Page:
Living conditions

The "assembly centers" were hastily erected quarters located throughout the West Coast at fairgrounds, racetracks and other similar facilities. Conditions at these locations were appalling. People were housed in animal stalls and barracks with communal bathrooms and mess halls. Privacy was next to nonexistent. Most families lived in a 20-by-20-foot room separated from the next "apartment" by wood partitions that did not reach the ceiling. Shortages of food and deplorable sanitation were common. Overcrowding, uncertainty, and stress created tension in the "assembly centers," even as the demoralized camp inmates tried to improve living conditions.

Living conditions (278)

278 items
Richard M. Murakami Interview Segment 5 (ddr-manz-1-161-5)
vh Richard M. Murakami Interview Segment 5 (ddr-manz-1-161-5)
Memories of "evacuation day," arriving at the Marysville Assembly Center, California
Art Abe Interview Segment 17 (ddr-densho-1000-206-17)
vh Art Abe Interview Segment 17 (ddr-densho-1000-206-17)
Feeling bitter upon being removed: "I couldn't believe what the government was doing to us"
June Takahashi Segment 21 (ddr-densho-1000-88-21)
vh June Takahashi Segment 21 (ddr-densho-1000-88-21)
Conditions in Puyallup Assembly Center: barracks, food, activities
Shigeko Sese Uno Segment 15 (ddr-densho-1000-98-15)
vh Shigeko Sese Uno Segment 15 (ddr-densho-1000-98-15)
Caring for a newborn baby in Puyallup Assembly Center, Washington
Louise Kashino Segment 16 (ddr-densho-1000-31-16)
vh Louise Kashino Segment 16 (ddr-densho-1000-31-16)
Working as a "tray girl" in Puyallup Assembly Center

For the first hour of this interview, an additional camera crew from KCTS Television was also present.

Letter from Rose Tani to Rev. Miller, 1942 May 10 (ddr-csujad-20-17)
doc Letter from Rose Tani to Rev. Miller, 1942 May 10 (ddr-csujad-20-17)
Vociferous indictment of the Ladies aid of the Methodist Church for holding a luncheon picnic for "Japanese leaving Santa Anita," and similar efforts, stating that such overtures to "entertain enemies of their native land" are "traitor[ous]" and "disgrace the good sense of American woman hood." See this object in the California State Universities Japanese American Digitization ...
Harry Kawahara Interview Segment 5 (ddr-densho-1000-368-5)
vh Harry Kawahara Interview Segment 5 (ddr-densho-1000-368-5)
Vivid memories of camp at age ten: "that made an impact"

This material is based upon work assisted by a grant from the Department of the Interior, National Park Service. Any opinions, finding, and conclusions or recommendations expressed in this material are those of the author(s) and do not necessarily reflect the views of the Department ...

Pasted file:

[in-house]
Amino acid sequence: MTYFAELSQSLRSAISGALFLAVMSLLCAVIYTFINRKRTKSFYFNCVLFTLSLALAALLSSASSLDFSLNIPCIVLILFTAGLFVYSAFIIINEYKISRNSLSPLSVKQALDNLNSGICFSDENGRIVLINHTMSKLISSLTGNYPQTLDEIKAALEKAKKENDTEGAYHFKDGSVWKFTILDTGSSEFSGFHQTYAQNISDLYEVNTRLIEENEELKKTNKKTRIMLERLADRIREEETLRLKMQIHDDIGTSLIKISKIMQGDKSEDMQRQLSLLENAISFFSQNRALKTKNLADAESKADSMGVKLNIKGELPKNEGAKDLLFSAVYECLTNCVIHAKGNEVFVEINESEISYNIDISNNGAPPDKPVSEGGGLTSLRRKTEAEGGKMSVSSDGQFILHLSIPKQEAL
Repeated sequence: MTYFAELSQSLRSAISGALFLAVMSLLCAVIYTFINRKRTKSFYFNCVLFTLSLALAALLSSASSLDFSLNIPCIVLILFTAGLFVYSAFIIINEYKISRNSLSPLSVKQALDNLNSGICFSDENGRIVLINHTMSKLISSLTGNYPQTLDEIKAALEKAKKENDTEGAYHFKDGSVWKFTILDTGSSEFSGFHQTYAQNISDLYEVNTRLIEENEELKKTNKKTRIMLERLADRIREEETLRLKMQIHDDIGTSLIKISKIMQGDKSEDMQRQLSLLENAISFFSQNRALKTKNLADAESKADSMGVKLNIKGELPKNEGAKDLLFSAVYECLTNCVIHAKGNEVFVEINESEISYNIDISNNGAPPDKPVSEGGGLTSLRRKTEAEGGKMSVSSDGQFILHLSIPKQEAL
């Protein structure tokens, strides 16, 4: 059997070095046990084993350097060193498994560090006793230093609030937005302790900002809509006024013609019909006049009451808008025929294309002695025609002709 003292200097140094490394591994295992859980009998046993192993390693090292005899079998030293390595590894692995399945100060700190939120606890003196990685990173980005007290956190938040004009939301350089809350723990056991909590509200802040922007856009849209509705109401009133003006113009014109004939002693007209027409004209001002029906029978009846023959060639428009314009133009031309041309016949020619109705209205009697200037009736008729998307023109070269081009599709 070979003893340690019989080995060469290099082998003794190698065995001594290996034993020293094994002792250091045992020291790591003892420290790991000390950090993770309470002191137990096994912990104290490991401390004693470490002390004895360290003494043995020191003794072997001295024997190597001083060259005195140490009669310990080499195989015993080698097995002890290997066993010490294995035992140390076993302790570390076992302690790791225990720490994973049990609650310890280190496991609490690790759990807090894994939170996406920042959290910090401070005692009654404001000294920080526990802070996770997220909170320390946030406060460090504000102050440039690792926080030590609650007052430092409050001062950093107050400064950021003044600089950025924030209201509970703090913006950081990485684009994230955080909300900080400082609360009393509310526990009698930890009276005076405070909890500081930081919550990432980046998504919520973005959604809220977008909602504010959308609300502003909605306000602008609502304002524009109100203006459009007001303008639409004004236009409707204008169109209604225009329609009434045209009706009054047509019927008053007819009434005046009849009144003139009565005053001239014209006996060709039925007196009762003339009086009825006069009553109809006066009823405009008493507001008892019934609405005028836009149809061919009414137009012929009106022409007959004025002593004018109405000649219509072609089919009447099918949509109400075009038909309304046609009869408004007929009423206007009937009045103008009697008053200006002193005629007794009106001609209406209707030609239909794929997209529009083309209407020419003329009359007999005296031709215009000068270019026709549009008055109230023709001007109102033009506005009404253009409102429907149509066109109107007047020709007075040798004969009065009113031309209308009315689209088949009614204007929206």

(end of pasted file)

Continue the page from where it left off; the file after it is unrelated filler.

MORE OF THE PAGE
Toru Sakahara - Kiyo Sakahara Interview II Segment 4 (ddr-densho-1000-77-4)
vh Toru Sakahara - Kiyo Sakahara Interview II Segment 4 (ddr-densho-1000-77-4)
Gambling in the Puyallup Assembly Center

This interview was conducted over two days at the Sakaharas' home.

Hank Shozo Umemoto Interview Segment 17 (ddr-densho-1000-294-17)
vh Hank Shozo Umemoto Interview Segment 17 (ddr-densho-1000-294-17)
Living conditions in camp: better than farm at home

This material is based upon work assisted by a grant from the Department of the Interior, National Park Service. Any opinions, finding, and conclusions or recommendations expressed in this material are those of the author(s) and do not necessarily reflect the views of the Department of the ...

Sherman Kishi interview (ddr-csujad-6-13)
doc Sherman Kishi interview (ddr-csujad-6-13)
Oral history interview with Sherman Kishi. See this object in the California State Universities Japanese American Digitization project site: SCRC_KISHI_SHERMAN
Takeharu Inouye Diary (ddr-densho-365-1)
doc Takeharu Inouye Diary (ddr-densho-365-1)
Takeharu Inouye's first diary documents his family's forced move to the Sacramento Assembly Center, followed by their move to the Tule Lake concentration camp. Since his mother, Miyoe Inouye, was a teacher, thirteen-year-old Takeharu's diary focuses on his classes in the Japanese and American schools at Tule Lake. His struggles with his schoolwork, as well as ...
Japanese Americans walking between barracks (ddr-densho-36-40)
img Japanese Americans walking between barracks (ddr-densho-36-40)
The Puyallup Assembly Center, also known as "Camp Harmony," was on the racetrack of the Puyallup fairgrounds. The center was open from April 28, 1942, through September 23, 1942. Most camp inmates were from Seattle, Washington. This is a view of the barracks that housed them.
Japanese Americans cooking (ddr-densho-36-34)
img Japanese Americans cooking (ddr-densho-36-34)
The assembly center was composed of blocks, each with its own kitchen and dining area.
Tule Lake Cooperator, Vol. 2 No. 36 (November 13, 1943) (ddr-densho-289-3)
doc Tule Lake Cooperator, Vol. 2 No. 36 (November 13, 1943) (ddr-densho-289-3)
Selected article titles: "Co-op Will Keep Cash For Colonists With Interest" (p. 1), "Editorial: Government" (p. 1), "Difficulty in Supplying Laundry Soap" (p. 1).
API